Tom Henson sorts through frozen food that he’s keeping frozen on a deck outside his home in Litchfield, Maine Thursday.
GARDINER, Maine — Snow fell Thursday in places still hustling to get power back on after a weekend ice storm that turned out the lights from Michigan to Maine and into Canada.
Eastern Maine and parts of the state’s interior that have been without electricity since Sunday anticipated 3 to 7 inches of snow by the time the latest system pushed off the coast Thursday night. Utilities worried that the additional weight on branches and transmission lines could cause setbacks in the around-the-clock efforts to restore power.
“We don’t think it’s going to help us much, that’s for sure,” said Susan Faloon, a spokeswoman for Bangor Hydro Electric in Maine. “There was some concern expressed over the last couple of days about that storm coming because obviously we still have lot of stuff weighing down trees and lines.
“The system is pretty compromised out there,” she said. “We expect we will have more outages.”
In Michigan, where about half a million homes and businesses lost power at the peak of the weekend storm, an inch or so of snow was expected. Utilities there reported 101,000 customers without power Thursday morning and said it could be Saturday before all electricity is restored.
Tony Carone lost power in his Lapeer, Mich., home Sunday morning. The 52-year-old lineman for Detroit-based DTE knew there were long hours ahead.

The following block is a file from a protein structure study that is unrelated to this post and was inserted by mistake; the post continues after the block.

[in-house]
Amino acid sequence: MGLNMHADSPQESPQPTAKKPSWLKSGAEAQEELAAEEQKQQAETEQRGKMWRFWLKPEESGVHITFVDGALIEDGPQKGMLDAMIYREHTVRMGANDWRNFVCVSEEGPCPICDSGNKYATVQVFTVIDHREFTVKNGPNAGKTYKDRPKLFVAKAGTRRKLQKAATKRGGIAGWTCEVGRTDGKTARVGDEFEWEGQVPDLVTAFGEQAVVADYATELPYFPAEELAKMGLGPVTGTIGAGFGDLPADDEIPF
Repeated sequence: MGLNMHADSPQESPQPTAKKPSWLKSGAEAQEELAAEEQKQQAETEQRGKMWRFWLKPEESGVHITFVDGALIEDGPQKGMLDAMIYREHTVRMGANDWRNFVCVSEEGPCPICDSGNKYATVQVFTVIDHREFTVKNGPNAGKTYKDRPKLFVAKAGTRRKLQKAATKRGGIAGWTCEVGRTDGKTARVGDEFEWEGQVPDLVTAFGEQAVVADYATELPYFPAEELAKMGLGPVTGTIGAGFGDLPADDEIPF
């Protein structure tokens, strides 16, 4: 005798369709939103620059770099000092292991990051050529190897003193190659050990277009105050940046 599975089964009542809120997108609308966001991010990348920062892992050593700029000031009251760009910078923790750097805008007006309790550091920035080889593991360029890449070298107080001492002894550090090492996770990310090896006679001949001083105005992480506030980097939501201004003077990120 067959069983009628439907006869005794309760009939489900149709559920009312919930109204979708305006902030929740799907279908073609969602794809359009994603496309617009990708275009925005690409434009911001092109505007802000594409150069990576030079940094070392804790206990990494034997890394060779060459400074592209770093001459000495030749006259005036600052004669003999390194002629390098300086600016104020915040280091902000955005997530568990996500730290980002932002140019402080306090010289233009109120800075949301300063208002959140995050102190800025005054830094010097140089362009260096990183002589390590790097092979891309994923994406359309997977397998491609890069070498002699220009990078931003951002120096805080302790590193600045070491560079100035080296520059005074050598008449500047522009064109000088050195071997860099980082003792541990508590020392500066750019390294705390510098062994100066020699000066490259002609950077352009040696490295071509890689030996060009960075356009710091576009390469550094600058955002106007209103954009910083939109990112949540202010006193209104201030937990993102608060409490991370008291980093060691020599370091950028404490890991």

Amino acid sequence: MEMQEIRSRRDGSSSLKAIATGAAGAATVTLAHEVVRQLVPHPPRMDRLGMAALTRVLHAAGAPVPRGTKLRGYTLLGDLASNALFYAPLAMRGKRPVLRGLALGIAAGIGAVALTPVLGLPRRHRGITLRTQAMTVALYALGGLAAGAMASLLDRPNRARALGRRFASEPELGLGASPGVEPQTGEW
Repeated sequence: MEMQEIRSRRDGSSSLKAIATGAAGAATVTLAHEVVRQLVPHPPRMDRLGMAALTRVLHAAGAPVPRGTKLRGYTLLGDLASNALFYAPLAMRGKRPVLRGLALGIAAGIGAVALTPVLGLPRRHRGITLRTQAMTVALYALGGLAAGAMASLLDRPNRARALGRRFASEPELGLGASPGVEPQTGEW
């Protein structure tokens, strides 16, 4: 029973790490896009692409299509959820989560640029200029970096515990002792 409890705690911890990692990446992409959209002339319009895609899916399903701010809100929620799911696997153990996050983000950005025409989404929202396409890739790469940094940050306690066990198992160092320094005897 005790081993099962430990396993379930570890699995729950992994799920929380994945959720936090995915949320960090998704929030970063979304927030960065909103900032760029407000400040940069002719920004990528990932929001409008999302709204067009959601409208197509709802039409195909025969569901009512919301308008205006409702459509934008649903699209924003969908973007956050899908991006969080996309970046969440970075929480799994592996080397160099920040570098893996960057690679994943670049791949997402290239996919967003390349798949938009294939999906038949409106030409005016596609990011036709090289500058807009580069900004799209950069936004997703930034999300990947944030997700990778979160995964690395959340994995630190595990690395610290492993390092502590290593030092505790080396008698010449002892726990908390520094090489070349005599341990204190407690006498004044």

“I was one of the casualties,” he said while taking a break from restoration work Thursday morning.
Maine reported more than 21,000 customers still out, down from a high of more than 106,000. There were more than 101,000 without power in three Canadian provinces — Quebec, Ontario and New Brunswick — including 54,000 in the city of Toronto.
Day five without power was met by tired but mostly stoic Mainers.
Bob and Katrina Johnson spent Christmas Eve at a family member’s house that had no electricity. Christmas morning was at their powerless house in Pittston and that afternoon meant a trip to Katrina’s mother’s house in Gardiner, which also had no electricity. Nonetheless, they exchanged presents and celebrated.
By Thursday, the couple had grown weary from hauling a portable generator back and forth between their home and her mother’s home to keep a freezer-load of moose meat from spoiling and run the heat long enough to keep pipes from freezing and bursting.
“You have to go with the flow and adapt, and do the best you can,” Katrina Johnson said. “You learn how to deal with it. Do you like it? No, but you deal with it.”
In hard-hit Kennebec County, where the state capital of Augusta is located, glistening trees sagged under the weight of ice. Many tree limbs had snapped, littering yards.
On one road, workers in four bucket trucks from Massachusetts’ N-Star utility company worked patiently to get a power line lifted back into place as snow fell sporadically. Paul Graham, the crew supervisor from Waltham, Mass., and a veteran of the devastating ice storm of 1998, said it could’ve been worse, even as his team worked its third consecutive 18-hour shift.
“Honestly, you got lucky,” he said. “If it was a little more ice, poles would have been broken. Things would be on the ground. That’s my take. If there was another quarter of an inch or a half-inch of ice, people would’ve been out for a long, long, long time.
“But I’m sure no one is thinking they’re lucky, right?”
Most utility customers in Maine were expected to have their lights on by week’s end, but there were some pockets where damage was so severe it could take until Wednesday.
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